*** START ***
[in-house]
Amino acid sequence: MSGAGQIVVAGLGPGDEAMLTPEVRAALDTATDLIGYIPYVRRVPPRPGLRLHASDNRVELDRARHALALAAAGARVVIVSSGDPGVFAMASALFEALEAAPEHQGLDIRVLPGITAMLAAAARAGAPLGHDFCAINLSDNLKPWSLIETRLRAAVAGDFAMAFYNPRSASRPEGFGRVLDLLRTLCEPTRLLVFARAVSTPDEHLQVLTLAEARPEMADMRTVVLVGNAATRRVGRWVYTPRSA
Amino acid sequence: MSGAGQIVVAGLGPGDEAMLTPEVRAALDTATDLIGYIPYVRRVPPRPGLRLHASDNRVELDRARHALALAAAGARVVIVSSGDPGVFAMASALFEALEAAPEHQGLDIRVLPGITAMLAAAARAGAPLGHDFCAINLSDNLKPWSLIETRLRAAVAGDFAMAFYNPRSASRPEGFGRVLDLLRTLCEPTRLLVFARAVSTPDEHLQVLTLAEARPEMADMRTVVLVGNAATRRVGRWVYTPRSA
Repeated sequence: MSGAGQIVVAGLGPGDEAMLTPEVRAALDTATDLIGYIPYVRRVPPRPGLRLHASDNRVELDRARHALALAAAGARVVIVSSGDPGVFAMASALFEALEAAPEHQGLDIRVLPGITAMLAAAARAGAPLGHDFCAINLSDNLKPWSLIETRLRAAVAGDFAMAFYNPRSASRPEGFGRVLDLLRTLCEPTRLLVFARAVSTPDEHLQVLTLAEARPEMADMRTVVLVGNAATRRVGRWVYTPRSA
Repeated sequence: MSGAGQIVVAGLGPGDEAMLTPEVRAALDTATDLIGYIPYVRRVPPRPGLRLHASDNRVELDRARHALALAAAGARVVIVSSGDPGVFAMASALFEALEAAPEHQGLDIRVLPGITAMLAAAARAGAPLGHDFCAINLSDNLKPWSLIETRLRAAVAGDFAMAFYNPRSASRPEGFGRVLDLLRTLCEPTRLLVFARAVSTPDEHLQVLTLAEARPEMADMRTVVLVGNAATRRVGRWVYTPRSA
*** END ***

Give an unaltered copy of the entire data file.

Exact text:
[in-house]
Amino acid sequence: MSGAGQIVVAGLGPGDEAMLTPEVRAALDTATDLIGYIPYVRRVPPRPGLRLHASDNRVELDRARHALALAAAGARVVIVSSGDPGVFAMASALFEALEAAPEHQGLDIRVLPGITAMLAAAARAGAPLGHDFCAINLSDNLKPWSLIETRLRAAVAGDFAMAFYNPRSASRPEGFGRVLDLLRTLCEPTRLLVFARAVSTPDEHLQVLTLAEARPEMADMRTVVLVGNAATRRVGRWVYTPRSA
Amino acid sequence: MSGAGQIVVAGLGPGDEAMLTPEVRAALDTATDLIGYIPYVRRVPPRPGLRLHASDNRVELDRARHALALAAAGARVVIVSSGDPGVFAMASALFEALEAAPEHQGLDIRVLPGITAMLAAAARAGAPLGHDFCAINLSDNLKPWSLIETRLRAAVAGDFAMAFYNPRSASRPEGFGRVLDLLRTLCEPTRLLVFARAVSTPDEHLQVLTLAEARPEMADMRTVVLVGNAATRRVGRWVYTPRSA
Repeated sequence: MSGAGQIVVAGLGPGDEAMLTPEVRAALDTATDLIGYIPYVRRVPPRPGLRLHASDNRVELDRARHALALAAAGARVVIVSSGDPGVFAMASALFEALEAAPEHQGLDIRVLPGITAMLAAAARAGAPLGHDFCAINLSDNLKPWSLIETRLRAAVAGDFAMAFYNPRSASRPEGFGRVLDLLRTLCEPTRLLVFARAVSTPDEHLQVLTLAEARPEMADMRTVVLVGNAATRRVGRWVYTPRSA
Repeated sequence: MSGAGQIVVAGLGPGDEAMLTPEVRAALDTATDLIGYIPYVRRVPPRPGLRLHASDNRVELDRARHALALAAAGARVVIVSSGDPGVFAMASALFEALEAAPEHQGLDIRVLPGITAMLAAAARAGAPLGHDFCAINLSDNLKPWSLIETRLRAAVAGDFAMAFYNPRSASRPEGFGRVLDLLRTLCEPTRLLVFARAVSTPDEHLQVLTLAEARPEMADMRTVVLVGNAATRRVGRWVYTPRSA